How To Wire Dishwasher and Garbage Disposal on Same Circuit

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At this home there is a 20 amp breaker in the electrical panel that is penc il labeled as for the dishwasher and garbage disposal. At the junction box on the kitchen wall near the sink we see the 12 gauge wire feeds from the p anel. Three 14 gauge wires, hot-black/neutral-white/ground-green, are route d from this box to another junction box underneath the sink through conduit . A whip from the dishwasher is hardwired to the wires under the sink.
We want to add a GE half horsepower garbage disposal that is suppose to dra w only 4.5 amps. Can we just pull another hot 14 gauge wire for the garbage disposal and use the existing white neurtal already there for the dishwash er? Does it matter whether 14 gauge is used rather than 12 gauge wires for either device?
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wrote:

All the wires should usually be #12 BUT if you are serving a pure motor load like the disposal, you could use #14. (125% of FLA) Not so with the dish washer since it is not a pure motor load. Whether they can share the circuit would depend on the nameplate rating of the dishwasher. Take 125% of the largest load and 100% of the other one. It has to be 20 or less.
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On 12/8/2013 10:01 AM, snipped-for-privacy@aol.com wrote:

I'd consult the building inspector who is gonna approve it on that. He may frown on using less than #12 on a 20A breaker.
(125% of FLA) Not so

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Only inspectors who stopped learning the code before they got to article 430.
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On 12/8/2013 5:49 PM, snipped-for-privacy@aol.com wrote:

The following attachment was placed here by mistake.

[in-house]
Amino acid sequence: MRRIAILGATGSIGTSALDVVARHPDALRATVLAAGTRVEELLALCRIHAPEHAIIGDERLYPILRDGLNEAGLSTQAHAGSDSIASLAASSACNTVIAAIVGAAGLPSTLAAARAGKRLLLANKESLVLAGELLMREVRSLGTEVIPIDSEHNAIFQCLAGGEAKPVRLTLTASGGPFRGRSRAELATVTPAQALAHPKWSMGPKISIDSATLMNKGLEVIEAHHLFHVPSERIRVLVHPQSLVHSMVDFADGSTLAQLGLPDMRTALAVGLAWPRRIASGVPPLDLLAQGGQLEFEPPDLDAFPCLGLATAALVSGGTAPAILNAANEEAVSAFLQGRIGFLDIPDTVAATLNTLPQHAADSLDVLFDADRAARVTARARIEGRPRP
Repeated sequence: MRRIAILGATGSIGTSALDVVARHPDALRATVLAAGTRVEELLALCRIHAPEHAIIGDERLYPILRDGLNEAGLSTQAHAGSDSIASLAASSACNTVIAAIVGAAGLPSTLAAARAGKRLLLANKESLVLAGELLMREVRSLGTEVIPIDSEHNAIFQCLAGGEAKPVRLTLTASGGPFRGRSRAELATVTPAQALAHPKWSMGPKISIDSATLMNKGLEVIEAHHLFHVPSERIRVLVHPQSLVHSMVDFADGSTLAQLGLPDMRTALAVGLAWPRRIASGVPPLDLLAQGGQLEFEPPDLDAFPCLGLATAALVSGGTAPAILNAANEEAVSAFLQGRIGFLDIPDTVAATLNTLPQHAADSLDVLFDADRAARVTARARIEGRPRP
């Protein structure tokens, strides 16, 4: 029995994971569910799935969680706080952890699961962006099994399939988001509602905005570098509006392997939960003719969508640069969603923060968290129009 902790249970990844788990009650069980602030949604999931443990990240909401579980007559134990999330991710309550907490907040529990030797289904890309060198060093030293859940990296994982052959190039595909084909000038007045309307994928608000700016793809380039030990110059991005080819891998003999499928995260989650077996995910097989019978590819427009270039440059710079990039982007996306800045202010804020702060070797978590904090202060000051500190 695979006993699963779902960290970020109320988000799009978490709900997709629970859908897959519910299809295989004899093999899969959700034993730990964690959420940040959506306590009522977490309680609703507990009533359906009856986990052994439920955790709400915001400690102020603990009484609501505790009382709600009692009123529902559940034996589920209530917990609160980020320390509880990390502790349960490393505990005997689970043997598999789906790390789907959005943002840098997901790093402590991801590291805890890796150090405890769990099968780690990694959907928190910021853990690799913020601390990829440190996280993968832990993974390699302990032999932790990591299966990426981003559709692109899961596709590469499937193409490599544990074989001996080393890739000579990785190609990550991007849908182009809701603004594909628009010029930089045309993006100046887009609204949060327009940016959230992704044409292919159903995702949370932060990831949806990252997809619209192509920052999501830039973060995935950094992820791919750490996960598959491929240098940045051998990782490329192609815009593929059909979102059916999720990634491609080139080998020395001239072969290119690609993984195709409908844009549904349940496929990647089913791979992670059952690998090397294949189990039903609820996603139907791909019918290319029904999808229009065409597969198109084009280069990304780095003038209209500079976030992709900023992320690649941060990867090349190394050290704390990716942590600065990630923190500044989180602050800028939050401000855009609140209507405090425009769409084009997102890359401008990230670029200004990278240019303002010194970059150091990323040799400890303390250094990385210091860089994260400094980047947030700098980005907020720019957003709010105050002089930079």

I was thinking that many dishwashers have a heating element that could bring a high resistive load into consideration. ^_^
TDD
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On Sun, 08 Dec 2013 19:15:46 -0600, The Daring Dufas

I mentioned that, we were talking about the wire to the disposal.
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On 12/8/2013 7:26 PM, snipped-for-privacy@aol.com wrote:

I believe I've seen them on the same circuit before but I haven't done house wiring as an electrician in years and the dishwasher here is on a separate circuit. I'd have to go look at the outdoor breaker panel to determine what size breaker and wire it is because I didn't install it. Besides, I have a bit of trouble walking and it's raining hogs and frogs outside right now. ^_^
TDD
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On 12/8/2013 8:54 PM, The Daring Dufas wrote:

One email friend in eastern TN, says it's raining hard there. Aftermath of that killer storm that passed?
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On Sun, 08 Dec 2013 13:01:43 -0500, snipped-for-privacy@aol.com wrote:

Mixing 12ga and 14ga on one branch? That sounds like a real no-no, even if you used a 15A breaker.

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On Sun, 08 Dec 2013 16:35:48 -0500, snipped-for-privacy@attt.bizz wrote:

Not illegal or even unusual. If you had a post light and a gate opener at the end of a long driveway you might want 12ga on your 15a circuit going down there, just for the voltage drop and between the opener and the light, 14 would be fine.
Is it worth doing to save a nickel on this 3' of 14. Not really but it might not be illegal.
Bear in mind there are a few jurisdictions in the US that won't let you use 14 for anything but that is a local amendment, made by idiots.
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On 12/8/2013 5:54 PM, snipped-for-privacy@aol.com wrote: